Five Ten Blackwing ReviewAugust 31, 2015
- Comfy when skin-tight
- Superior hooking
- Light and flexible
- Super sticky
- Inconsistent sizing
- Aggressive for “all-around” shoes
- Extremely narrow last
The Blackwings start where the Anasazi VCS leaves off in terms of the terrain they master. The Blackwings are perfect for everything steeper than vertical, they basically turn climbers’ toes into fingers. They’re narrower than the original Blackwings and have a softer, lined Cowdura upper that’s even more comfortable. With the combo of both Five Ten shoes in this review climbers will have a truly all-purpose quiver to take to any gym, boulder or cliff.
With a downturned, asymmetric last and light-on-the-feet feel, the Blackwing is the ideal shoe for plastic, hard boulders, and the steep feature climbing climbers find in Kalymnos, Greece or Rodellar, Spain. The shoes are soft enough to easily fold in half yet supportive enough for long, sustained pumpfests. With the most rand, heel, and toe rubber, the Blackwing is the best hooker in the review (one of Boulder’s pro climbers recently stuck the slick and infamous heel hook move on Trice [V13] at Flagstaff Mountain sporting the Blackwing). For a shoe with an extremely narrow last, they fit wide feet quite well. Though wide footed testers struggled to stay in them for the first couple of bouldering sessions but after a few days they fit like a glove. Two Velcro straps seal the deal, but make sure the toe box has a vacuum fit. Beware the sizing on these kicks: a US 10 Blackwing is smaller than a US 8.5 Anasazi VCS. Even wearing them skin-tight (which is how they should be sized), some testers needed a full 1.5 size bump from FiveTen’s other models.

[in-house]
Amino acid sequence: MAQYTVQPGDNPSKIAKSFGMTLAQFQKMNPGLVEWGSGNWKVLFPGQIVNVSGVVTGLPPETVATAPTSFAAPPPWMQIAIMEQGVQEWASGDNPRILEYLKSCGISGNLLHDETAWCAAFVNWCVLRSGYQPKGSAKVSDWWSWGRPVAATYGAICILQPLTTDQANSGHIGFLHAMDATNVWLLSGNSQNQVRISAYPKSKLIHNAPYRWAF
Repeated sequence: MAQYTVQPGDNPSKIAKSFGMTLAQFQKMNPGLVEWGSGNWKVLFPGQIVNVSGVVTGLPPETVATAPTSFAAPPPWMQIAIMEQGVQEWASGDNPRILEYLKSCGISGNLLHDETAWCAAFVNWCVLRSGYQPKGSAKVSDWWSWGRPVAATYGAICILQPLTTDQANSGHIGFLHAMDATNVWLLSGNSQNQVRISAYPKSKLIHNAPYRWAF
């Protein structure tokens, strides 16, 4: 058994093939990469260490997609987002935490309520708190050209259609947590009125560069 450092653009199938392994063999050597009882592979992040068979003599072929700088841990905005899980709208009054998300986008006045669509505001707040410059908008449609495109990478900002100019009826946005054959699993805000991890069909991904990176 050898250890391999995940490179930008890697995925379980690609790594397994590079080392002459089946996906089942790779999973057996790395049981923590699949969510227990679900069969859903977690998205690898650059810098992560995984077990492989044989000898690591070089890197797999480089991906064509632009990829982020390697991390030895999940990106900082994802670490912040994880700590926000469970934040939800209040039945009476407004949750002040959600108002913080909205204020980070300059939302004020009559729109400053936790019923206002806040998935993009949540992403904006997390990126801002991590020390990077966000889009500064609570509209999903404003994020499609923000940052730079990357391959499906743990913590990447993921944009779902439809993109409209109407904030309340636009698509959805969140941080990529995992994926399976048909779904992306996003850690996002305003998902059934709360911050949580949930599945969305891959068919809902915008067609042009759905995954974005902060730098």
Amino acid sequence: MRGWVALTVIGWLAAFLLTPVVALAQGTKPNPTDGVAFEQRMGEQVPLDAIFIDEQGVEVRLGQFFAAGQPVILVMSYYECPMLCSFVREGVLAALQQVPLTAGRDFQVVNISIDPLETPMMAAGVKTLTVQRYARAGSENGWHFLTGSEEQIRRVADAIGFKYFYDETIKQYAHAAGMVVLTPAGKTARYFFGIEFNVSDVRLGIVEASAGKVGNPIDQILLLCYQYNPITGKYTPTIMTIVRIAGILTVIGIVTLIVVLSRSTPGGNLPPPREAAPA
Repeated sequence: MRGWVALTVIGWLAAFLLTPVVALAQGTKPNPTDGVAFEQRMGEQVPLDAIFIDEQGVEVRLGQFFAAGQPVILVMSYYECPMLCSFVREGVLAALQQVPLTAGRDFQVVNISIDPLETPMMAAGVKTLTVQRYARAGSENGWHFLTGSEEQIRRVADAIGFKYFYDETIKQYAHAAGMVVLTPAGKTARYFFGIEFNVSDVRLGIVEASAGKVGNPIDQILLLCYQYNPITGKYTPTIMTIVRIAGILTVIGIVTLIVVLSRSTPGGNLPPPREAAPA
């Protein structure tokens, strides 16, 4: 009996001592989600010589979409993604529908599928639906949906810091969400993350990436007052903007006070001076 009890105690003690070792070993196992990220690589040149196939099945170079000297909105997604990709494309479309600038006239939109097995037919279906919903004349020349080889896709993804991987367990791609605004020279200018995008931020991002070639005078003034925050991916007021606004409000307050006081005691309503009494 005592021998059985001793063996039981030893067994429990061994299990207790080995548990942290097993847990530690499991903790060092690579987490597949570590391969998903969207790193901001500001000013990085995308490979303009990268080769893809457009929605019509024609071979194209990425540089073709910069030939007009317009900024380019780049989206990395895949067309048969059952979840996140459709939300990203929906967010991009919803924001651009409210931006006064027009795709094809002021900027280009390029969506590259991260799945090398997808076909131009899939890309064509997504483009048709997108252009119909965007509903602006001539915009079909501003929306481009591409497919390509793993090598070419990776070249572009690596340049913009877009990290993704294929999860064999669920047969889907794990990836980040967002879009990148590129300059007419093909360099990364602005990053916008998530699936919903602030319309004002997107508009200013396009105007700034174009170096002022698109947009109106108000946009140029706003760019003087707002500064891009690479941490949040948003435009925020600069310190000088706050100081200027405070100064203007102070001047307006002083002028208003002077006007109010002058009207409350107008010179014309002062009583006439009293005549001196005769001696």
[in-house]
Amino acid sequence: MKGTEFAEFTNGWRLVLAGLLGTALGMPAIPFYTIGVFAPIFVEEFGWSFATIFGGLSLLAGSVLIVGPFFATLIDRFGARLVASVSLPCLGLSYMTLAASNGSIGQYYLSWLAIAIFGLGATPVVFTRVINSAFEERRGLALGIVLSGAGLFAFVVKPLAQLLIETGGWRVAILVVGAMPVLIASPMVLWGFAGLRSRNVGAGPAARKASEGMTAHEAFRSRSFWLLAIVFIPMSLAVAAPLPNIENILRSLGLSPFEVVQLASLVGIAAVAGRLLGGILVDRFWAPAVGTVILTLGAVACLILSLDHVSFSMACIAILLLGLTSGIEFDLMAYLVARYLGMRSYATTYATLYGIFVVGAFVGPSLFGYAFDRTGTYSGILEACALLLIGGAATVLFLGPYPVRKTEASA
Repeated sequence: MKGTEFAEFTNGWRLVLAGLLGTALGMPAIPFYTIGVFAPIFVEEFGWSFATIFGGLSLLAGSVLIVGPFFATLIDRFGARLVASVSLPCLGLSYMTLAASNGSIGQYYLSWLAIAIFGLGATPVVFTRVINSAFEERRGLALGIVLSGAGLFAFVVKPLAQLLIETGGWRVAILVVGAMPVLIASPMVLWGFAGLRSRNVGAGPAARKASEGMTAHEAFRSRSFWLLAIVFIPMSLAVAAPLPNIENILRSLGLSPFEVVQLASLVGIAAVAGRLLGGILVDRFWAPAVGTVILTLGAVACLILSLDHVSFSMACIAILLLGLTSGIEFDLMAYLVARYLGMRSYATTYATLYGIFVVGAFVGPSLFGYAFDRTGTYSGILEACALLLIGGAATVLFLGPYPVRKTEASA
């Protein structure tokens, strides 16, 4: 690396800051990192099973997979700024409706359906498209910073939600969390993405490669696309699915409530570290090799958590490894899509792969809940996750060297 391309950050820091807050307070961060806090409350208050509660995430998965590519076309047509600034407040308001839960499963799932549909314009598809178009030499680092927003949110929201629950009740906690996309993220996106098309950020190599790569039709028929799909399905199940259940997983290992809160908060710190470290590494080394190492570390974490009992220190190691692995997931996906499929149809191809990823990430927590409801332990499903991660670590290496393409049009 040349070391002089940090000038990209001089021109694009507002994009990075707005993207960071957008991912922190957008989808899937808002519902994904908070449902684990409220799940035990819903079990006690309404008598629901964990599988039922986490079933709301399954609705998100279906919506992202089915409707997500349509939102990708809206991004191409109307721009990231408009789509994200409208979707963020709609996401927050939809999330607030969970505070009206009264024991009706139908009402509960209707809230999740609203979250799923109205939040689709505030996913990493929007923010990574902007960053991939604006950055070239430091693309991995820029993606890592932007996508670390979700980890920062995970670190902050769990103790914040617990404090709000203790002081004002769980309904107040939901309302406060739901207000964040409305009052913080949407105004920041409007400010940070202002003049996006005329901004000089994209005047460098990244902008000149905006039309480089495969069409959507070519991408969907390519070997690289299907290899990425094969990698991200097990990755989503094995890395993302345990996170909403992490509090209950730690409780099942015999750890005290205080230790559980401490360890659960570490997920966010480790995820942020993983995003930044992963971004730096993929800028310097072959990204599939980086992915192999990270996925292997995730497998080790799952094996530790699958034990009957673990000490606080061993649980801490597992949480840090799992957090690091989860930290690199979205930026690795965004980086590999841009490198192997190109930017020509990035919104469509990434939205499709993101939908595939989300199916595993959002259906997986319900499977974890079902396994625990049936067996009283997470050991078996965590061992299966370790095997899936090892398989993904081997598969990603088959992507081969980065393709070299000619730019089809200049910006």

The Blackwing isn’t quite stiff enough to truly “edge,” but they stick it anyway. They’re great at “smeadging,” which is what our testers did most of the time on the steeps.
These shoes do well padding up on smears between actual footholds on overhangs. But they’re not designed for smearing in the no-holds, totally insecure, slabby kind of way.
One of the highlights of this shoe is how well you can grab holds, even on roofs. And when you do find yourself on vertical walls, you can feel your way up small holds even without the benefit of a stiff sole.
The Blackwing last is too aggressive for most cracks. Like other face shoes in this review, they can do well on cracks too thin to jam, where climbers’ feet are smearing or edging.
Five Ten’s new Stealth HF rubber feels extra sticky.
At the high end of the price range the Blackwings are worth every penny. They last far longer than most other climbing shoes.